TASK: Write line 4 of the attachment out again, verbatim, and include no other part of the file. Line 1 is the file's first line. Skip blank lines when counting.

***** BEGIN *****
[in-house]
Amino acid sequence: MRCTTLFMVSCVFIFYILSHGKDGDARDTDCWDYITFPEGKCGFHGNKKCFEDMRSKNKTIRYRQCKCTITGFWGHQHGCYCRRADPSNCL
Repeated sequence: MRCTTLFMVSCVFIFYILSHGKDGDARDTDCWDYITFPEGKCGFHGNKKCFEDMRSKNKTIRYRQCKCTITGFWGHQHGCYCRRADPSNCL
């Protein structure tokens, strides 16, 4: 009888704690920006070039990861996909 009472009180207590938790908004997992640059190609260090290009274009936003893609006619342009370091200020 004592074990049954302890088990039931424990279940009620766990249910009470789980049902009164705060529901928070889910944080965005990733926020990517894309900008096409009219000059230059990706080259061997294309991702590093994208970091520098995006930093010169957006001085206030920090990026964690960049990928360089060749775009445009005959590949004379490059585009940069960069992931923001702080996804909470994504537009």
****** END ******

């Protein structure tokens, strides 16, 4: 009888704690920006070039990861996909 009472009180207590938790908004997992640059190609260090290009274009936003893609006619342009370091200020 004592074990049954302890088990039931424990279940009620766990249910009470789980049902009164705060529901928070889910944080965005990733926020990517894309900008096409009219000059230059990706080259061997294309991702590093994208970091520098995006930093010169957006001085206030920090990026964690960049990928360089060749775009445009005959590949004379490059585009940069960069992931923001702080996804909470994504537009």